King said the company would be judged in Maine by the quality of its forestry and land stewardship here.
Several environmental groups praised the easements offered
by Sappi and Plum Creek but said the measures fall far short of
what is needed to protect the remote, semi-wilderness quality of the northern forest.
Didisheim, at the Natural Resources Council of Maine, notes
that Sappi gets 40 years worth of logs from Plum Creek, while
the state gets conservation protection for just a few thousand acres.
"Sappi will be extracting the value of the timber and
Plum Creek will be extracting the value of the real estate. You've
wonder what Maine people will get out of this deal," he said.
Sandy Neily, a staff member at Maine Audubon Society, urged
Mainers to pressure public officials for more land
conservation funding, and to be farsighted about the changes that may take place in the woods.
"We need to make sure when our grandchildren go there
100 years from now, they don't see a whole series of gates and
'No Trespassing' signs," she said.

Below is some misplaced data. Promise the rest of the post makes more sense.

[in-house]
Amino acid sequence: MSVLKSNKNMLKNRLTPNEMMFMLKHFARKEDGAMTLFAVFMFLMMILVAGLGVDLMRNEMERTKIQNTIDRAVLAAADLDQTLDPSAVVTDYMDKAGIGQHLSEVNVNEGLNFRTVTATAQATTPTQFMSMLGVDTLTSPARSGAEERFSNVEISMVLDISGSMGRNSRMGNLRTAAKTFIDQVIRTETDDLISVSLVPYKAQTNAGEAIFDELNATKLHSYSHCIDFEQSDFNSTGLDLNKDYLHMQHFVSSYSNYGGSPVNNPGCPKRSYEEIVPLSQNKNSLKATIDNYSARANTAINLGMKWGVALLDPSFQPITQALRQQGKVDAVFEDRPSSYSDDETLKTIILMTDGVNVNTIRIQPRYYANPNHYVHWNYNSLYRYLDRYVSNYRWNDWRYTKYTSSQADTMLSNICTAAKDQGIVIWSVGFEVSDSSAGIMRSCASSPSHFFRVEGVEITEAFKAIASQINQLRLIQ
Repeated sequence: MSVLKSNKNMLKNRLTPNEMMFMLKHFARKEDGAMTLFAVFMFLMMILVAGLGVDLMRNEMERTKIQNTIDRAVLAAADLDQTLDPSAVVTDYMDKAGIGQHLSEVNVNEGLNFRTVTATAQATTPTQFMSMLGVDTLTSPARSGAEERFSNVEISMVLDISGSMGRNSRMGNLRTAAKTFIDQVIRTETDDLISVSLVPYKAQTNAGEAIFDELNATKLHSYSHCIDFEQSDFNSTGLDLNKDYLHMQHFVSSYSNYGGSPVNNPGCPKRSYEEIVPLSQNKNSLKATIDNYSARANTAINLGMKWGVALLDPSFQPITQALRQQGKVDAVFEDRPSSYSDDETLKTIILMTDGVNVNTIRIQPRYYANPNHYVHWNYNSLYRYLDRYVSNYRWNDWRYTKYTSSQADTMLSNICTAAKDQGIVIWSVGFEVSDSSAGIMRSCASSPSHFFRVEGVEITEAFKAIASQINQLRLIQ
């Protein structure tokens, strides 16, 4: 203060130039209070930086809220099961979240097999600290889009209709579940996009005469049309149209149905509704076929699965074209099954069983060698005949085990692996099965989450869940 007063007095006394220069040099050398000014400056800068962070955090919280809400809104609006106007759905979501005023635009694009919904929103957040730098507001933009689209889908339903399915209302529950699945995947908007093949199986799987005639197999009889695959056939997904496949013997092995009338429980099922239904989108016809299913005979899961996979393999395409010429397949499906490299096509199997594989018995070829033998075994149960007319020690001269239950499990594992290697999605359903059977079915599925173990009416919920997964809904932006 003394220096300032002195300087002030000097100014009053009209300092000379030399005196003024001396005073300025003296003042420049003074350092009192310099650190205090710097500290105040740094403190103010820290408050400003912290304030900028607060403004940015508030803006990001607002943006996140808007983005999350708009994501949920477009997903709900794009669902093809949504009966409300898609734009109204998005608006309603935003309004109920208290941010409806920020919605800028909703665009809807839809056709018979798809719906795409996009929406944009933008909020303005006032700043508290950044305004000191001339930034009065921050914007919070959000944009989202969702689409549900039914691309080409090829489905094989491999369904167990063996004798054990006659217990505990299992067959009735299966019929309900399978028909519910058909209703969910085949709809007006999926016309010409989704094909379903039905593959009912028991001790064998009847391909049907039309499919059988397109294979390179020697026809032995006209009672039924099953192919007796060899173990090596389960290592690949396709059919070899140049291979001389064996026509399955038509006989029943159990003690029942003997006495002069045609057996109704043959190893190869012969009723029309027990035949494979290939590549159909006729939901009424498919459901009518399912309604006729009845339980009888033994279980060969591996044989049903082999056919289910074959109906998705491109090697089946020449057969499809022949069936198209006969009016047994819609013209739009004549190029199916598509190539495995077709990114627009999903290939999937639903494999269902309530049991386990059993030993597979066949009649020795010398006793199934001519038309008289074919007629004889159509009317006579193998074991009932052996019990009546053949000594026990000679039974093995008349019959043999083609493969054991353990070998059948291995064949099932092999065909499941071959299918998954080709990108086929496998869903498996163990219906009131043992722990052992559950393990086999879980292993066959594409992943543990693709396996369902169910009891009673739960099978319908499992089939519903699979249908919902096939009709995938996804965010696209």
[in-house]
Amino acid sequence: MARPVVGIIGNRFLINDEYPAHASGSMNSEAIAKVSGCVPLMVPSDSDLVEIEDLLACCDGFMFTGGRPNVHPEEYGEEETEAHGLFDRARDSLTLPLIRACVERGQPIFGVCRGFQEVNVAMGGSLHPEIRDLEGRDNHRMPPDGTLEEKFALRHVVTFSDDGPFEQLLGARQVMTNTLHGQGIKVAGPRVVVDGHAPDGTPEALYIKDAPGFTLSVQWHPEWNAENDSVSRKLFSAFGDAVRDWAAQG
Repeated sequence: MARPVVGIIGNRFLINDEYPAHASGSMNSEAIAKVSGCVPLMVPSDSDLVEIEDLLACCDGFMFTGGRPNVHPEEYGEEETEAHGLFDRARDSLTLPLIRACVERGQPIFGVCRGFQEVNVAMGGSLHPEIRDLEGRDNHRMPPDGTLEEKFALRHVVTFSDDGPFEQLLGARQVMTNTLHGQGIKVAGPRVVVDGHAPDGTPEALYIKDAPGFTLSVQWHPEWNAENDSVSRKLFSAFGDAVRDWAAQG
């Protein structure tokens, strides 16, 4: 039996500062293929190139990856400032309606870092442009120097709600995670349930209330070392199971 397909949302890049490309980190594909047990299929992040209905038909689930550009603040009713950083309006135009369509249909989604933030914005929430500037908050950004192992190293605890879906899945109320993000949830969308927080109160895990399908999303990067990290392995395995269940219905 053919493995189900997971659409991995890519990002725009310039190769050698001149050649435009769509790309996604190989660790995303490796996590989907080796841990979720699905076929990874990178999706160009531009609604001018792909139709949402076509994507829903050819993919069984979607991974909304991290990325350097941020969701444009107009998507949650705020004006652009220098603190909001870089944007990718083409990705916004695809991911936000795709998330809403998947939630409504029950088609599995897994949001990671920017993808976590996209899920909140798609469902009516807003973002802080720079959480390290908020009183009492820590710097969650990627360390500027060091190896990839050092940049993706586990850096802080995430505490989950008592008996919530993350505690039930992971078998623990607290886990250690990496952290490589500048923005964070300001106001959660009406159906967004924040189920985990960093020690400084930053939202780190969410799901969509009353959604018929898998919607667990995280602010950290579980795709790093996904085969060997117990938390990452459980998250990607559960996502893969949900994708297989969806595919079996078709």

The Maine Chapter of the Sierra Club said Plum Creek would
log the woods too aggressively and eventually sell waterfront
and other valuable recreational lands for development.
"We can no longer allow Maine's North Woods heritage to
be jeopardized by the relentless push for corporate profits,"
Carole Haas, the club's forestry chairwoman.
Holley, the Plum Creek president, said he is confident the
company can function well in Maine, despite the controversy that
simmers around timberlands development and other forest issues.
"We've had to deal with lots of environmental issues over
time," he said. "I think our environmental record is
stellar, as far
as probably being the leader in resource management in the entire country."
Plum Creek Timber
has a news
statement announcing the sale on its Web site.
Hoover's Online has a company capsule on Plum Creek.
The Motley Fool has a message board dedicated to Plum Creek's investment potential.
The Seattle Times
has articles and editorials on Plum Creek
archived since Feb. 1, 1996. Recently, the Times has
covered the timber company's involvement in federal land exchanges.
The Cascade Checkerboard Project is an effort by the Washington Chapter of the Sierra Club.
In 1997, Sappi Ltd., as its local affiliate S.D. Warren, made number four on a list of Maine's largest timberland
owners in Maine Business Online.
The Nature Conservancy has offered to help finance easements along the Kennebec River, Moosehead Lake and
PaperAge Magazine is the leading magazine for global manufacturers and converters of pulp, paper, paperboard and